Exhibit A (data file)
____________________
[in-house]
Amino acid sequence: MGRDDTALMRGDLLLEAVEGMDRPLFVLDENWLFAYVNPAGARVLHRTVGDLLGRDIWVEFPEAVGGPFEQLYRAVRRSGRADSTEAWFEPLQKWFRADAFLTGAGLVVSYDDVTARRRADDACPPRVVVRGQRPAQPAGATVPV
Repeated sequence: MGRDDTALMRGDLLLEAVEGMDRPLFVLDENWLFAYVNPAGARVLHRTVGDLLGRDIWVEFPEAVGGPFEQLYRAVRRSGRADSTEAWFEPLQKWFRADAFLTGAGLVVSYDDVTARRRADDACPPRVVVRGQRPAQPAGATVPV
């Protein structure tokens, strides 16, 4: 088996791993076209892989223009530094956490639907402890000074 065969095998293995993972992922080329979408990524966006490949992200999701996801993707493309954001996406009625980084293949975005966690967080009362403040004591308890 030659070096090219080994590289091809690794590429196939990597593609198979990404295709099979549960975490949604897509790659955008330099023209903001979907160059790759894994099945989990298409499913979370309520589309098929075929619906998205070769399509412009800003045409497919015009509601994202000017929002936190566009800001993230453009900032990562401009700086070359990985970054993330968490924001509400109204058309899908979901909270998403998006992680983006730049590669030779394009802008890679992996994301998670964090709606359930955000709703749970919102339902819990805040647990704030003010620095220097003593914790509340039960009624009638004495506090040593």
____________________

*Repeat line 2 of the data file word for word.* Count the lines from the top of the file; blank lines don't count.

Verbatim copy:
Amino acid sequence: MGRDDTALMRGDLLLEAVEGMDRPLFVLDENWLFAYVNPAGARVLHRTVGDLLGRDIWVEFPEAVGGPFEQLYRAVRRSGRADSTEAWFEPLQKWFRADAFLTGAGLVVSYDDVTARRRADDACPPRVVVRGQRPAQPAGATVPV